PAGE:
The internet of things (IoT) has been a captivating topic for audiences around the globe as the ways we stay connected has evolved in countless ways – and continues to evolve. Devices, such as home routers and wireless IP cameras, are no longer restricted to interactions in silos but instead across a multitude of networks.
While IoT is an avenue into a connected future, it is also the ideal target for cyber-attacks and data breaches. And though hackers are not directly targeting device owners under IoT, hackers can use a connected device as a launch pad for attacks against an alternate target.
Who can forget the Mirai attacks in 2016 which used IoT devices to attack internet infrastructure? The attack involved an estimated 100,000 malicious endpoints and resulted in downtime for numerous users – with some of them reportedly losing upwards of $300,000 to the botnet. While the worst of the Mirai attacks might be over, IoT security continues to be a pressing concern.
Just two months ago, experts reported the Mirai source code continues to spawn botnet with the unchangeable code proving to be a robust foundation for future malware. Listed below are the major concerns currently present in IoT and ways in which these challenges can be overcome.
Inconsistency in Technical Advancements
IoT issues stem from the vulnerability of the collective technology as opposed to the individual. In the long run, enterprises must develop end-to-end solutions, as hackers can use a single point method to penetrate an entire technology bundle. There is also the possibility for cross-overs of data, where an individual's personal data could be utilised to inform service providers that they aren't subscribed to.
As a best practice, securing endpoints means implementing a layered mechanism that requires attackers to circumvent various hurdles created to protect the device, and its data, from unsanctioned entry and use.
It is imperative to integrate security into foundational processes. The best way to secure an IoT device, application or a network is to build security into the base. For example, when developers write code, you can write secure libraries for what they are using. This means security measures are baked into the device, which is far more effective than network firewall tools or assessment tools.
Standardisation for Better Integration
Currently, IoT needs standardisation when it comes to how the different parts of the larger ecosystem should interact with each other. Large players use their internally developed solutions while smaller players utilise recondite standards which might not be universally applicable.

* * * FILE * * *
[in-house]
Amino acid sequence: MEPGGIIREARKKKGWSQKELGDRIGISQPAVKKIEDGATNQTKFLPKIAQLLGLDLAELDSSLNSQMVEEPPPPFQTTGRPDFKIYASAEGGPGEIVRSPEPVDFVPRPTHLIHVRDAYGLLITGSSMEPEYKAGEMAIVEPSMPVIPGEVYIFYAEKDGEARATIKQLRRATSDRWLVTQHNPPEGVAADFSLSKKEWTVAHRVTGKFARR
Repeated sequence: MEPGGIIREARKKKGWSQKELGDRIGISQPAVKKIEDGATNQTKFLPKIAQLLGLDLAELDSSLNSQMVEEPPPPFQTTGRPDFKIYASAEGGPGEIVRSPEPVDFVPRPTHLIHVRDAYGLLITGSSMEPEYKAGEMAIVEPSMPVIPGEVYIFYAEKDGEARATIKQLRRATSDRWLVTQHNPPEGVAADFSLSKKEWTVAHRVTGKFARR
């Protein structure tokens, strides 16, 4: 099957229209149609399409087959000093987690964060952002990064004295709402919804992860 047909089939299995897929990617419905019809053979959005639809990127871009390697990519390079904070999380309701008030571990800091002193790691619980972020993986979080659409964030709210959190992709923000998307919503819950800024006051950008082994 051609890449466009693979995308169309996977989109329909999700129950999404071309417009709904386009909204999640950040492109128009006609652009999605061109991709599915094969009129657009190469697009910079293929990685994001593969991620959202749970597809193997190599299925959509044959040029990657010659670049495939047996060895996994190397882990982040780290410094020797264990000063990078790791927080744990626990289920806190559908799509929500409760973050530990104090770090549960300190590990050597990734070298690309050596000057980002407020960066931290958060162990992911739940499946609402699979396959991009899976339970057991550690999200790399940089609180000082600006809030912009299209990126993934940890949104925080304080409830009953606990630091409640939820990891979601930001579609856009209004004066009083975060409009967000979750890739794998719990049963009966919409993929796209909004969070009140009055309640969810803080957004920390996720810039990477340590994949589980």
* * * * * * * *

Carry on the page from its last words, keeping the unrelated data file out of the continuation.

To overcome this, governing bodies need to establish certifications which award minimum safety standards for component security, this must be the bedrock upon which platforms should be developed.
The Presence of Legacy Infrastructure
The more organisations look to increase the use of data generated by IoT, the greater the threat they will face in transferring and storing these vast volumes of data securely. Organisations need to find and actualise a system that is proficient in not just assembling the data but also extracting, inferring and then removing or archiving it at speed and scale.
One way to solve the vast volume of data problems is a gradual approach. This means the first analytics stage takes place locally on the router, and if an anomaly is found, the relevant data is sent to the cloud for a thorough analysis.
IoT security should be treated as the foundation upon which enterprises should base themselves upon. However, beyond filling Protection Gaps, companies should also fill Availability Gaps.
Only by doing so will enterprises be able to provide services without disruption and eliminate unplanned downtime – saving an average of $21.8 million per year.
In the long run, IoT will become the first level informer that will propel the intelligence over what should happen within the environment, rather than being reliant on people. This will take a paradigm shift in outlook and confidence in leading-edge technology.
Article by Raymond Goh, Head of Systems Engineering, Asia & Japan at Veeam Software